Aquaculture is in a very early stage of development in The Bahamas. The activity that is underway consists of a small number of projects all at the research and experimental stage. There are no commercial operations actually producing plants or animals for sale, but there are a number of serious trials by private interests to develop cultural systems for several species. (As yet there is no government research and development in aquaculture.)
In addition to the experimental and development operations underway there have in the past number of years been a substantial number of enquiries to the Government in respect to aquaculture. These either asked for information, or in many cases made application for research permits or licences and leases for carrying out aquaculture operations at various levels of development or commercial activity. From 1972 to 1980 there were about 30 such enquiries and applications; in 1981 there were 14; in 1982, 12 and in the first seven months of 1983, 7. Some of these were by individuals, and some by large commercial firms or major research institutions (e.g., Weyerhauser Company, Morton Bahamas, Perry Oceanographics, Smithsonian Institution). Interest was expressed by these individuals and groups in the commercial culture of a wide variety of animals and plants, with the greatest number of enquiries being made about marine shrimp, freshwater prawns, conch, spiny lobsters and seaweeds. Other species in which interest was expressed were tilapia, stone crabs, blue crabs, dolphin fish, turtles, clams, groupers, snappers, jacks, grunts, mussels, land crabs, Scylarid lobsters, catfish, pompano, bonefish, brine shrimp, and pearl oysters.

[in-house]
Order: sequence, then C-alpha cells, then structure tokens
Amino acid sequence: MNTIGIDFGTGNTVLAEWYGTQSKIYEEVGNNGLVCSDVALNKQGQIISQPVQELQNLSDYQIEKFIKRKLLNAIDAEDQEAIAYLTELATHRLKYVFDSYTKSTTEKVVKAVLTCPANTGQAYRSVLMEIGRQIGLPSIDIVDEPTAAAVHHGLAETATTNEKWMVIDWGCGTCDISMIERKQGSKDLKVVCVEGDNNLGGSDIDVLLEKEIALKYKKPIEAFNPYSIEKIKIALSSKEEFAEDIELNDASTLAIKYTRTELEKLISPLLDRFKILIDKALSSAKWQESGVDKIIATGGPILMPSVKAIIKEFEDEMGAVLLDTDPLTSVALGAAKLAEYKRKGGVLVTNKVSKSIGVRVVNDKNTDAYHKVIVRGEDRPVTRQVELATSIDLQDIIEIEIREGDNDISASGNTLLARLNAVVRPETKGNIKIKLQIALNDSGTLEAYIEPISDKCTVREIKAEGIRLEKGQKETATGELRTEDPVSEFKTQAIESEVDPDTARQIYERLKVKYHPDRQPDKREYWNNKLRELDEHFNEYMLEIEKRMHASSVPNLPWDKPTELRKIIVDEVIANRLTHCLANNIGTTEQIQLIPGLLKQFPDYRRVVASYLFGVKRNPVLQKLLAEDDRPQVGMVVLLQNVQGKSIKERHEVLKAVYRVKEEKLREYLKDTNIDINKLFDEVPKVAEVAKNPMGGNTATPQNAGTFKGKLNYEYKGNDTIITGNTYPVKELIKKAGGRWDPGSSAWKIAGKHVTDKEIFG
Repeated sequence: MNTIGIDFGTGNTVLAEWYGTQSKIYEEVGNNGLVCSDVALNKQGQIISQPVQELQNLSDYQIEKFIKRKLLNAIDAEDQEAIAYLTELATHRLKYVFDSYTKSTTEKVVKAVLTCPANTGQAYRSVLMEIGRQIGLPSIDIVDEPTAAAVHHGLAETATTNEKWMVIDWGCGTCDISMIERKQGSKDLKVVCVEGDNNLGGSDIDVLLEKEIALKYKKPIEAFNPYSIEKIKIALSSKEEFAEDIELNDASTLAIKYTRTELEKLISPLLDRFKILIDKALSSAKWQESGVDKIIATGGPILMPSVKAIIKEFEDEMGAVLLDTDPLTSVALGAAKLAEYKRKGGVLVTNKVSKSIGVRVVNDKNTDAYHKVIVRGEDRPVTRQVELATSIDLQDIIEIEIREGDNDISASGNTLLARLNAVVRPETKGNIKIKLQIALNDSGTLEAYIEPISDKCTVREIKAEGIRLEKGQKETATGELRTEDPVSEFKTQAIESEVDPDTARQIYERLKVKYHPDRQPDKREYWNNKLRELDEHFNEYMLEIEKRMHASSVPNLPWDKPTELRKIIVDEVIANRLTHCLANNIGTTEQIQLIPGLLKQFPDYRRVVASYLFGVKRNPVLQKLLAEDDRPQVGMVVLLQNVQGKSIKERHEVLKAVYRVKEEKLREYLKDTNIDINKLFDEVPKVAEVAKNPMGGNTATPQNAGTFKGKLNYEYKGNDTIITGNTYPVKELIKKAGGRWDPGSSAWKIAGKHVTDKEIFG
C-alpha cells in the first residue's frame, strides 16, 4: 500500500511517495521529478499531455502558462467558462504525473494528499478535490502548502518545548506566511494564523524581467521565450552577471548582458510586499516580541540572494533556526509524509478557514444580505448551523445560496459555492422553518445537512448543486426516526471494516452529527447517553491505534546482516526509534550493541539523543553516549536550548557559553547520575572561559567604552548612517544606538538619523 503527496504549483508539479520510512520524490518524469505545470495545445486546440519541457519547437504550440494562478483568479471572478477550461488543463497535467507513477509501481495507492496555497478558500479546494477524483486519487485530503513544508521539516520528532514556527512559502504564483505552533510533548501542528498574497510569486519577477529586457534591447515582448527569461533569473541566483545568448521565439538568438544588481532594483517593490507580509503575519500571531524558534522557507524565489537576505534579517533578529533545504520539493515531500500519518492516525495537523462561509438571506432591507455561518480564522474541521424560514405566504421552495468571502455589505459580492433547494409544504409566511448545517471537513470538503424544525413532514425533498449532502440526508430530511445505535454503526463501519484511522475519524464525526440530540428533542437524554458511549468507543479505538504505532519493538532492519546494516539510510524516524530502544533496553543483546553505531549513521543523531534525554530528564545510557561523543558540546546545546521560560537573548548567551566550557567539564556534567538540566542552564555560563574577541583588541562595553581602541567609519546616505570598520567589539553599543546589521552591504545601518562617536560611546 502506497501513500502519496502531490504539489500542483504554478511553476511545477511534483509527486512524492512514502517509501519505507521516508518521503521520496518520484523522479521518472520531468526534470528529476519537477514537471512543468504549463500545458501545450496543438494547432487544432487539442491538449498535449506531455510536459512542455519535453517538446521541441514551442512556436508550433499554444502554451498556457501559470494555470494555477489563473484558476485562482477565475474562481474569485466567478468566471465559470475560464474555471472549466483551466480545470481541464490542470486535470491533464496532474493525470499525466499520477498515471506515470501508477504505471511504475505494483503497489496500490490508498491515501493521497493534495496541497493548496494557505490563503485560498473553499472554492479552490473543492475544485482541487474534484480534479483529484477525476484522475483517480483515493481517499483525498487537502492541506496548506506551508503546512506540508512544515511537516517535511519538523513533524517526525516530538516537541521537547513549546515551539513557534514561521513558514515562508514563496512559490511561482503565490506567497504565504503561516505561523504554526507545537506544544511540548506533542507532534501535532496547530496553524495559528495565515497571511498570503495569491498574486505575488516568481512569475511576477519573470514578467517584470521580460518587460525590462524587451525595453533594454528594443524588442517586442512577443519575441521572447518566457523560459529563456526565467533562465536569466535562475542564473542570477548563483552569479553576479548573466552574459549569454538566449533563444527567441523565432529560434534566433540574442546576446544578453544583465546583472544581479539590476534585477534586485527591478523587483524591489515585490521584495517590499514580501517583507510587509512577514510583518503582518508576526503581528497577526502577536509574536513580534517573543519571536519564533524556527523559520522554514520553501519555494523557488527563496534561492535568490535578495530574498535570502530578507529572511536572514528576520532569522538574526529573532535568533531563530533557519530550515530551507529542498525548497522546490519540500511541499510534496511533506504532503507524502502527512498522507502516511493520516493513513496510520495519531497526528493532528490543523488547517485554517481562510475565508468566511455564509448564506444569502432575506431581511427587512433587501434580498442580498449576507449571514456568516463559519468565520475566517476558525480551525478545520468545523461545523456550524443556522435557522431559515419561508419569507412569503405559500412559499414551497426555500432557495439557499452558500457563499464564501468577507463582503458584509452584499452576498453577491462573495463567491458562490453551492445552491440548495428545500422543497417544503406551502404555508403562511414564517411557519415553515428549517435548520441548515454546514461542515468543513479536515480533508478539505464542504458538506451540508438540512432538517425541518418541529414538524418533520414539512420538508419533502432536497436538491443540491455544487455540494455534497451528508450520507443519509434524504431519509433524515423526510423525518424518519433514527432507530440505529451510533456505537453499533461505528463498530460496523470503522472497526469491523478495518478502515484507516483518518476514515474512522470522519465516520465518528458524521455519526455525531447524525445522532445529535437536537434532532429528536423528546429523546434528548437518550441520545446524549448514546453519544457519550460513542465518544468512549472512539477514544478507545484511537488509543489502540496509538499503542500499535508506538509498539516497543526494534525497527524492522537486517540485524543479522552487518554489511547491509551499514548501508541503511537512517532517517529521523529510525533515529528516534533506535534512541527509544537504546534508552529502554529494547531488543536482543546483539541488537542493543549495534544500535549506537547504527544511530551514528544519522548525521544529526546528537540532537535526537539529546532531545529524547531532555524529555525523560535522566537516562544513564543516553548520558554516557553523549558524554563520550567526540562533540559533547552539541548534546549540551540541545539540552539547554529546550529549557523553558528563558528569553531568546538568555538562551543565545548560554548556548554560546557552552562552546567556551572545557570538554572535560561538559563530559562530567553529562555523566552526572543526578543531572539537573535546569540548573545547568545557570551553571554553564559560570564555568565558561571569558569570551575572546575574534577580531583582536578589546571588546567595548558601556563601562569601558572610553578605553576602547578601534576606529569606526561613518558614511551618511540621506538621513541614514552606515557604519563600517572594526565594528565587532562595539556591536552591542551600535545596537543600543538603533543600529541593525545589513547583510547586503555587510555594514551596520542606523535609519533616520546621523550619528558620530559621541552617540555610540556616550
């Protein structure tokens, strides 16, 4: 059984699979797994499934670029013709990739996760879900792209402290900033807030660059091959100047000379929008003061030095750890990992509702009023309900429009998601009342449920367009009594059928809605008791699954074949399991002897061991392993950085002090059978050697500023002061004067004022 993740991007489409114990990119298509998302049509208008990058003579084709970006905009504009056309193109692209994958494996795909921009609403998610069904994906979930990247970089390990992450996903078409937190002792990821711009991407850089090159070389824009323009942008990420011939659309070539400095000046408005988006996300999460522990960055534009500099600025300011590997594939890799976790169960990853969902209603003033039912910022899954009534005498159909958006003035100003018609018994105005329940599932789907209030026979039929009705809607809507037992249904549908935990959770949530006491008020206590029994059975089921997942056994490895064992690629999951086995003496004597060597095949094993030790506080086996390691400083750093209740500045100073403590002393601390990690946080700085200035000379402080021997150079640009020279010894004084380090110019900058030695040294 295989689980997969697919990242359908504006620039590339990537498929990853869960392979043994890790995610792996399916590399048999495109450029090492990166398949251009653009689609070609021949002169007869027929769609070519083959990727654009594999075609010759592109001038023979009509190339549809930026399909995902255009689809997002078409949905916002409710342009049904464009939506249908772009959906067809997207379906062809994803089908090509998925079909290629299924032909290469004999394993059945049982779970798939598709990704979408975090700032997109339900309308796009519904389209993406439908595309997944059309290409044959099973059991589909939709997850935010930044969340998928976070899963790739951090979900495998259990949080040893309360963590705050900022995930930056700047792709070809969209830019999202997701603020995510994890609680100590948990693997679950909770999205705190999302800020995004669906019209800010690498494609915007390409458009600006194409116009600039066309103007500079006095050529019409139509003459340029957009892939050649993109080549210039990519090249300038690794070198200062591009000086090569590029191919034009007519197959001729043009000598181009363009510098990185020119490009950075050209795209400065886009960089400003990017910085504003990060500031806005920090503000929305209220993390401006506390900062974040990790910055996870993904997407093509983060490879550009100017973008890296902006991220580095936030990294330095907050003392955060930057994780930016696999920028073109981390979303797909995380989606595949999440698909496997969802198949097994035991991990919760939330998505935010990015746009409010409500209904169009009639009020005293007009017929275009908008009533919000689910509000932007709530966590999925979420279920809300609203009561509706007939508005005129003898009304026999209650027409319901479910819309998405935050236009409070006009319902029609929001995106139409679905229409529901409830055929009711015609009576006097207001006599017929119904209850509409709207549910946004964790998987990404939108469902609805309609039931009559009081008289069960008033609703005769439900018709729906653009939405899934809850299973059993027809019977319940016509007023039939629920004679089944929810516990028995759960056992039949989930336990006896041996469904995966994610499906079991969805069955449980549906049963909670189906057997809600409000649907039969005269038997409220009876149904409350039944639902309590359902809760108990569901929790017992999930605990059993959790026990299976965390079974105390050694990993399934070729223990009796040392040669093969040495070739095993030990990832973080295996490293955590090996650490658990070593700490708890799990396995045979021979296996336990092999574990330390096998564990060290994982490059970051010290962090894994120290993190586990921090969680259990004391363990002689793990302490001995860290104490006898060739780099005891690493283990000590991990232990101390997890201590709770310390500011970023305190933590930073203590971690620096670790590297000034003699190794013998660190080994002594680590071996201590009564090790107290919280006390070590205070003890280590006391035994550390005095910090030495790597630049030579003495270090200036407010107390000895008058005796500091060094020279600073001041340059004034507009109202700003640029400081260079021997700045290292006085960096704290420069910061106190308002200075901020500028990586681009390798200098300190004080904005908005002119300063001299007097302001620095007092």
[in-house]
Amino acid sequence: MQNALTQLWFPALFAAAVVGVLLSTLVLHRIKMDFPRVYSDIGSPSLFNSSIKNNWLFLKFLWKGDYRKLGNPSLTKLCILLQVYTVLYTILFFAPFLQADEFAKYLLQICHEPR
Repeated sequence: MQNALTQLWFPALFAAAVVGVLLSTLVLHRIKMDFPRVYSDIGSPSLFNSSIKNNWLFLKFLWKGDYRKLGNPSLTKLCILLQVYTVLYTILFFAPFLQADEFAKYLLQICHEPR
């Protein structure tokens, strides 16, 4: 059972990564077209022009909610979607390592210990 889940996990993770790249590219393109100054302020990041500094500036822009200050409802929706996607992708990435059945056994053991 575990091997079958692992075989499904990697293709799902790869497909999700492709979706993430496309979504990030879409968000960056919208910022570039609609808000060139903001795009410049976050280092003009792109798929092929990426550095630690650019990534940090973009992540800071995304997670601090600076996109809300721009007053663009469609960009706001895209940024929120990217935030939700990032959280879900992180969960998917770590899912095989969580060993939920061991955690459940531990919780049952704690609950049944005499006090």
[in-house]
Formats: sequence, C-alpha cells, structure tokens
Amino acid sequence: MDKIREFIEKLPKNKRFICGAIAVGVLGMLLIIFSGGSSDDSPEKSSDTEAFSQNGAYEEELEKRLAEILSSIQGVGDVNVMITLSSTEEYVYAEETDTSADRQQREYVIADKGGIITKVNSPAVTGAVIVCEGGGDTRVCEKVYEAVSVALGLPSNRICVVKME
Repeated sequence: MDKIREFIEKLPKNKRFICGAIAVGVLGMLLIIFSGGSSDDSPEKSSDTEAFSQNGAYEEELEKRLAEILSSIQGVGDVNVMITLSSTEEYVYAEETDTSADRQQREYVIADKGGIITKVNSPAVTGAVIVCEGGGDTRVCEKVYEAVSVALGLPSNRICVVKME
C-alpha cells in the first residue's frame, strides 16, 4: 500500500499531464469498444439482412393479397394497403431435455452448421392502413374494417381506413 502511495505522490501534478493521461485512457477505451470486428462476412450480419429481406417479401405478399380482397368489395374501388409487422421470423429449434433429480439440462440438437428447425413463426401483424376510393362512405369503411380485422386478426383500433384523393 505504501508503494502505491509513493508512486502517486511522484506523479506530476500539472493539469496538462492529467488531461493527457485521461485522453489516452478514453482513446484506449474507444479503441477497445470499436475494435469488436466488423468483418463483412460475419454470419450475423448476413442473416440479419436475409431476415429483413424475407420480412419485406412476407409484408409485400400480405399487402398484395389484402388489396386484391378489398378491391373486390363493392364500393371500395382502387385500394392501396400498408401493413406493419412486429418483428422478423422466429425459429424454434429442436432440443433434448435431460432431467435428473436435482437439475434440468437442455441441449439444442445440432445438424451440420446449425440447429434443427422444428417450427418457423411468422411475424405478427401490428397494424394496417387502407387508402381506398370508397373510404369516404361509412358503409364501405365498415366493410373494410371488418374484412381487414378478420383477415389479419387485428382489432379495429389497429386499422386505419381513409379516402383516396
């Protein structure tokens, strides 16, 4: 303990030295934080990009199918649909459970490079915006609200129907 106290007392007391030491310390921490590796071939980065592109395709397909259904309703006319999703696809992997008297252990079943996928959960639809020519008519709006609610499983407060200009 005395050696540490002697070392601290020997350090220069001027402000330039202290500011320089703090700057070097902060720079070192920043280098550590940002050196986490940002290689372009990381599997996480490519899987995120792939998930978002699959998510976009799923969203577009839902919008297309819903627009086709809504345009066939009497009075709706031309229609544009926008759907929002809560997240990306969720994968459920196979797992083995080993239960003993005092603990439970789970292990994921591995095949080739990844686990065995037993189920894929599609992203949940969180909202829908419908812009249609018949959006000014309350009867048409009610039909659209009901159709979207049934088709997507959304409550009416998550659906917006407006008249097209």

The Government of The Bahamas has made it clear in a number of ways that it favours the expansion of aquaculture in the country as a means of providing additional animal protein food, providing employment (especially in the Family Islands and for women), restoring populations of fish, crustaceans and conchs, and providing foreign exchange through the export of marine products raised in farms. This encouragement takes the form of proposing to extend the privileges now enjoyed by many industrial enterprises in respect to exemption from import and export duties, and leases of Crown land on favourable terms. The Government has stated that “The participation of foreign entrepreneurs in fish farming is actively encouraged…”
Fish farming has been attempted in past years in The Bahamas but always on a small scale, and so far without success. An attempt was made for example, to raise oysters. It failed; one factor doubtedly was that too little plankton is available in the ocean waters to feed oysters. (This constraint will make it hard to farm oysters in The Bahamas in future years too, as will be discussed briefly below.) A trial was made to raise the “freshwater” shrimp or prawn, Macrobrachium. This animal spends part of its life in brackish water, so that it is not entirely a fresh water species. The early attempts at its culture in The Bahamas were unsuccessful. Lastly, the fish called tilapia (Tilapia mossambica = Saratherodon mossabicus) was introduced into brackish ponds in Eleuthera and into brackish lakes on New Providence Island. Reproducing populations of this fish are reported still to exist in these waters but there is no systematic use of them for food. This fish is a native of Africa, and may be very useful as a culture species in The Bahamas.